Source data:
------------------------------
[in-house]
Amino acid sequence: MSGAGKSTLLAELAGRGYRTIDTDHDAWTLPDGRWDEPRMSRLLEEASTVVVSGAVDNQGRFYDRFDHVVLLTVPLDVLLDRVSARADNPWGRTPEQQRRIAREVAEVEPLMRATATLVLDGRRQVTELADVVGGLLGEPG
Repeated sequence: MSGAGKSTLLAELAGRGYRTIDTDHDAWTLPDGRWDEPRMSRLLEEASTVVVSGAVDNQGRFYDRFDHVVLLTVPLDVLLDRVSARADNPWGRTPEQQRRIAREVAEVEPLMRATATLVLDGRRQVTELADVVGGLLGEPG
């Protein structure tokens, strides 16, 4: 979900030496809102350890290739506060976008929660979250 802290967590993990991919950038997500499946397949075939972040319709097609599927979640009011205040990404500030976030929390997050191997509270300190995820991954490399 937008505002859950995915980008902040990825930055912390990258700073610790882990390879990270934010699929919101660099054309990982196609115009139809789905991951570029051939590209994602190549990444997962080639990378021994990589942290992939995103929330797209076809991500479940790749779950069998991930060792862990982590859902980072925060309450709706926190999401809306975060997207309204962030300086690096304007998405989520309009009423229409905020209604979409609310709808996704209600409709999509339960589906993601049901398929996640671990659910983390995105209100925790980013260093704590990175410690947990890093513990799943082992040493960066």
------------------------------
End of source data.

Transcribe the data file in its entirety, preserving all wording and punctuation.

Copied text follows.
[in-house]
Amino acid sequence: MSGAGKSTLLAELAGRGYRTIDTDHDAWTLPDGRWDEPRMSRLLEEASTVVVSGAVDNQGRFYDRFDHVVLLTVPLDVLLDRVSARADNPWGRTPEQQRRIAREVAEVEPLMRATATLVLDGRRQVTELADVVGGLLGEPG
Repeated sequence: MSGAGKSTLLAELAGRGYRTIDTDHDAWTLPDGRWDEPRMSRLLEEASTVVVSGAVDNQGRFYDRFDHVVLLTVPLDVLLDRVSARADNPWGRTPEQQRRIAREVAEVEPLMRATATLVLDGRRQVTELADVVGGLLGEPG
């Protein structure tokens, strides 16, 4: 979900030496809102350890290739506060976008929660979250 802290967590993990991919950038997500499946397949075939972040319709097609599927979640009011205040990404500030976030929390997050191997509270300190995820991954490399 937008505002859950995915980008902040990825930055912390990258700073610790882990390879990270934010699929919101660099054309990982196609115009139809789905991951570029051939590209994602190549990444997962080639990378021994990589942290992939995103929330797209076809991500479940790749779950069998991930060792862990982590859902980072925060309450709706926190999401809306975060997207309204962030300086690096304007998405989520309009009423229409905020209604979409609310709808996704209600409709999509339960589906993601049901398929996640671990659910983390995105209100925790980013260093704590990175410690947990890093513990799943082992040493960066």